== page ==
Richard Belaire said...

Billy Tauzin, ex-Louisiana congresscritter: "At any given time, half of Louisiana is under indictment and the other half is under water."

PatHMV said...

The pundits are having just a bit too much fun with this. While the concurring opinion does particularly quote the "lawyer dog" part of the defendant's statement, the concurring opinion does NOT say in any way shape or form that the Justice believed the defendant might be asking for a canine attorney. Rather, the cases he cites make clear that he considers the phrasing "why don't you just call me a lawyer" as only an ambiguous request for an attorney, akin to "maybe I should talk to a lawyer," which the court has previously held to not represent a clear and unambiguous request for an attorney necessary to throw out subsequent statements.

Matthew Sablan said...

Lawyer dog. Know your meme.

Nonapod said...

I know a lot about the law and various other lawyerings...

Darrell said...

Let loose the dogs of law.

Mountain Maven said...

Dawg

tim maguire said...

Seriously? Because the transcript didn't include a comma, they're going to assume he was asking for something that doesn't exist. And not the thing he would naturally be asking for when he said that?!?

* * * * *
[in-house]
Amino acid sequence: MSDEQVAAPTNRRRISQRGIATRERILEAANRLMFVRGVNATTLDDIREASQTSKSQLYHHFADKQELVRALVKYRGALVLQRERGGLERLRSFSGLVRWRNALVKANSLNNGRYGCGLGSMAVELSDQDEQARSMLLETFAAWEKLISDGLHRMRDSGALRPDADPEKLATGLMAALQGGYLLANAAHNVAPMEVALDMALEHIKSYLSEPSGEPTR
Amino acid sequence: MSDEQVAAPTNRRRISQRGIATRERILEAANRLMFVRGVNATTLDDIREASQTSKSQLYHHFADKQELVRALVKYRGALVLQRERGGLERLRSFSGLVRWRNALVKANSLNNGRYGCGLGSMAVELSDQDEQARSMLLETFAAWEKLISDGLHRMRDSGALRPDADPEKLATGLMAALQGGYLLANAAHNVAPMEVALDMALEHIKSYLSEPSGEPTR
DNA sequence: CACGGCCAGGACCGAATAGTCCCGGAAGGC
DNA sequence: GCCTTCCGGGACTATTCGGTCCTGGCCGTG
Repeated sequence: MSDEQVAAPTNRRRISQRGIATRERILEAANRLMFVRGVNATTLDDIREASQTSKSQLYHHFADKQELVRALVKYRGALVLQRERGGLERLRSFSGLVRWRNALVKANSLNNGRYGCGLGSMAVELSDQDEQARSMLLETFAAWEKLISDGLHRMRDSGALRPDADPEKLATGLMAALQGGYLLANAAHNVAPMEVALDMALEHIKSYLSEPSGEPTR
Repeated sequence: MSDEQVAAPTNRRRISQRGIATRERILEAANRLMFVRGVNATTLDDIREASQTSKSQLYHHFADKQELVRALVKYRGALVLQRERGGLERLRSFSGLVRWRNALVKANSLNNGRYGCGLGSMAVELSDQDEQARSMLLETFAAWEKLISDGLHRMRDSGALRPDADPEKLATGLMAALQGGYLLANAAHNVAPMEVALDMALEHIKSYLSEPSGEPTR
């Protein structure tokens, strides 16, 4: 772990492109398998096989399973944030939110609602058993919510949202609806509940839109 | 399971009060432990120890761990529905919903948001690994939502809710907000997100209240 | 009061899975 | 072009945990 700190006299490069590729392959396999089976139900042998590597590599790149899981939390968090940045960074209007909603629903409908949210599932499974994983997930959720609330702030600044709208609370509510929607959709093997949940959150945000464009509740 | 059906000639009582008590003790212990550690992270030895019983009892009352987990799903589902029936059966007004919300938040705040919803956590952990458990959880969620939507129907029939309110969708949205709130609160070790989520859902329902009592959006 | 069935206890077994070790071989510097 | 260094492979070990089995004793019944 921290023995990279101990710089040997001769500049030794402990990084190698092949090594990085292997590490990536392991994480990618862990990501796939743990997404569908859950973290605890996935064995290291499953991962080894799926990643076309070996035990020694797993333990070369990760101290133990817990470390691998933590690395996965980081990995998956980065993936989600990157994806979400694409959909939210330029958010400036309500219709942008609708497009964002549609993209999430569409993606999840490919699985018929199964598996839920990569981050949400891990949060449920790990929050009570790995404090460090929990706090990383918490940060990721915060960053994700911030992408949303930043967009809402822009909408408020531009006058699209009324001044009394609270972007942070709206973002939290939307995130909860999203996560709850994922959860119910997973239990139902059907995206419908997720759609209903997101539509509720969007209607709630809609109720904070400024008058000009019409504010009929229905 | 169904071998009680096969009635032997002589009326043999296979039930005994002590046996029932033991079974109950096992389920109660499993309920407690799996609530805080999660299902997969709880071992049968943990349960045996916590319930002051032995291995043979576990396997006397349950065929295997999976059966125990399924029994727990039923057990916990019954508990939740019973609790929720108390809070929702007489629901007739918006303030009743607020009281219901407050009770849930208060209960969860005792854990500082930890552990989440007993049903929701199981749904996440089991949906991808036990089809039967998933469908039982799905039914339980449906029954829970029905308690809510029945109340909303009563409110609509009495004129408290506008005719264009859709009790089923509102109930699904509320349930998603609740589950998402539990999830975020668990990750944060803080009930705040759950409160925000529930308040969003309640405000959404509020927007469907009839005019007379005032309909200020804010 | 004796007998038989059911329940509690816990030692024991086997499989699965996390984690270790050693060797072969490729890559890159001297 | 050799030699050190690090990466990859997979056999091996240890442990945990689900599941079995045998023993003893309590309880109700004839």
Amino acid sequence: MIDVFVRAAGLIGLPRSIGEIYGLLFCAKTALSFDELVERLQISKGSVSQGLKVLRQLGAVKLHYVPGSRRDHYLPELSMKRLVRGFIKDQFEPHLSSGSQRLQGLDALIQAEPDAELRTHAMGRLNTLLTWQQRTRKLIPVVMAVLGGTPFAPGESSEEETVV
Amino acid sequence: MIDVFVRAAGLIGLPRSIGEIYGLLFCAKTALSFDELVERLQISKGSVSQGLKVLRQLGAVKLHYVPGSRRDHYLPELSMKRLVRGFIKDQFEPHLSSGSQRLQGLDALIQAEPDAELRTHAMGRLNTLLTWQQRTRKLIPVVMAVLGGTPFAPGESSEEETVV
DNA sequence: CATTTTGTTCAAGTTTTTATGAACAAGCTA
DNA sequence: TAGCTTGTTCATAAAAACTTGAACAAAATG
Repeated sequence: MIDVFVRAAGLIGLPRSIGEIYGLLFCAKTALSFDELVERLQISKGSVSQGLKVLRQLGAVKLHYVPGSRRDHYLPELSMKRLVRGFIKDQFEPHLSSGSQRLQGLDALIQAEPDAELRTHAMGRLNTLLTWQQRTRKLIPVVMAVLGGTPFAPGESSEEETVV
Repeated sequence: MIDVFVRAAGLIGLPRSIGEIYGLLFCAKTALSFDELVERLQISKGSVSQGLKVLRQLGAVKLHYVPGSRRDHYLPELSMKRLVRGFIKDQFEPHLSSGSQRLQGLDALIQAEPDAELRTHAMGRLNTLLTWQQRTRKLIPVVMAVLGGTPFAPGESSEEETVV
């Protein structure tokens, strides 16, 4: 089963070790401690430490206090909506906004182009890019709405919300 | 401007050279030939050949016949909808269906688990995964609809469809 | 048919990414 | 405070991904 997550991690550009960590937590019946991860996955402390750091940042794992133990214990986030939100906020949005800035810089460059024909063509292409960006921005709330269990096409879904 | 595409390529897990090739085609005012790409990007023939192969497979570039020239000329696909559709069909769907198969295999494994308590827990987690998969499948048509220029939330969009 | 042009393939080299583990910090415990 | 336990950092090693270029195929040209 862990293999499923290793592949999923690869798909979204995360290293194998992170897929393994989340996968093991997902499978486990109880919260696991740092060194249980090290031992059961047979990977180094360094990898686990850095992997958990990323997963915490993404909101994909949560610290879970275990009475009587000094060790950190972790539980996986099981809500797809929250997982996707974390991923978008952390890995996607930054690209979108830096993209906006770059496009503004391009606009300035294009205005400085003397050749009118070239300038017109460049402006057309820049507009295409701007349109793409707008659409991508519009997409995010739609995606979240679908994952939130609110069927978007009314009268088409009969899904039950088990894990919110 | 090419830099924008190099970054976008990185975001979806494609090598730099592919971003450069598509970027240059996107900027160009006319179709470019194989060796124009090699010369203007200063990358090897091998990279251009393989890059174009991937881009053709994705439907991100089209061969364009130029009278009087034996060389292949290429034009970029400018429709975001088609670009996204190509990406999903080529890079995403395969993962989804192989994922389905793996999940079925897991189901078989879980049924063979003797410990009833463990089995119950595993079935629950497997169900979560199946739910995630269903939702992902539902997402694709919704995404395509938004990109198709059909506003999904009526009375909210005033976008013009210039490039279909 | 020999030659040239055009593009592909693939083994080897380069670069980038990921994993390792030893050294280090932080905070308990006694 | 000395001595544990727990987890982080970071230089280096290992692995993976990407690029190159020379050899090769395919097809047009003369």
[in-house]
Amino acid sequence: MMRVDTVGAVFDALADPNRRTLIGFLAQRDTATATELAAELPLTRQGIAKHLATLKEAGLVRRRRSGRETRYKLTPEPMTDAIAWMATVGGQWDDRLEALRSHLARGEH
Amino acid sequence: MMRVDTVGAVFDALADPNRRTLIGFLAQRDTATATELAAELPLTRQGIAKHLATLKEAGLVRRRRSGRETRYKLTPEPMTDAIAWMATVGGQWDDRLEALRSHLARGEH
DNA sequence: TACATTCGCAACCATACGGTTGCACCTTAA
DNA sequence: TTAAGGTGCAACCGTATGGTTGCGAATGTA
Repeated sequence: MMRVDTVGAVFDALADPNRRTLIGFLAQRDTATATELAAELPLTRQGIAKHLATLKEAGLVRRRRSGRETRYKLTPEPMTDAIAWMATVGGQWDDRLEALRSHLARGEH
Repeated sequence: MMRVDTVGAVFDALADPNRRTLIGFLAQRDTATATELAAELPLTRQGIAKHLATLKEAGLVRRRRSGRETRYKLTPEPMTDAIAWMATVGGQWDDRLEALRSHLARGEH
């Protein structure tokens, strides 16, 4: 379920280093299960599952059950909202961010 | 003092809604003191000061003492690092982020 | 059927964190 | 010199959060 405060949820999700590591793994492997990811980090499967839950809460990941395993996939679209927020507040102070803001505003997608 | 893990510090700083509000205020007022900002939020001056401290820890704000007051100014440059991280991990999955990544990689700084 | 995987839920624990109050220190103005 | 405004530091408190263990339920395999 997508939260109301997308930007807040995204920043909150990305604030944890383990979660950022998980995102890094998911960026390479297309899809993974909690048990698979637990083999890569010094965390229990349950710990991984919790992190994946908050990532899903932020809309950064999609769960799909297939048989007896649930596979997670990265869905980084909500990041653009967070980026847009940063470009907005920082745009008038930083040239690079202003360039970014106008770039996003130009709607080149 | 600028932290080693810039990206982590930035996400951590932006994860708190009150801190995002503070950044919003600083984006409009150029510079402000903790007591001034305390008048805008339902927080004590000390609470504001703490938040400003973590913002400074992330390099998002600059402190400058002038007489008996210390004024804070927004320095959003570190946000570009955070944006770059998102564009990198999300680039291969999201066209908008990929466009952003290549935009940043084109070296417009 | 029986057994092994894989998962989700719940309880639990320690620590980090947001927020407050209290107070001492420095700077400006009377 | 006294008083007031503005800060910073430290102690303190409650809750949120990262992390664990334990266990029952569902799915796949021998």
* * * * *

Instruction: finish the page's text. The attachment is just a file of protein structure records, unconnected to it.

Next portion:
The South is hard to defend sometimes.

Birches said...

This is why people hate LEOs and lawyers.

Birches said...

But yeah, people need to be smart enough to ask for a lawyer and then STOP TALKING!

traditionalguy said...

He wanted a German lawyer to Shepherd his case.

Meade said...

On the internet, everybody knows you're a lawyer dog

Bob Boyd said...

Crichton started out as a dog catcher.

Ken B said...

How do they know he didn’t want a lawyer dawg? A dawg is a person.

Maybe he asked for a lawyer whose surname is Dawg. Or even Dog, Dogg, or Dogge? From the firm Dog, Dog, Dogg and Dawg.

How do they know he didn’t ask the officer whose name he believed to be Yerdog for a law?

How do they know he didn’t say he wants “A”, the first letter of the alphabet, and then interject “Lawyer dog” at random?

Rockport Conservative said...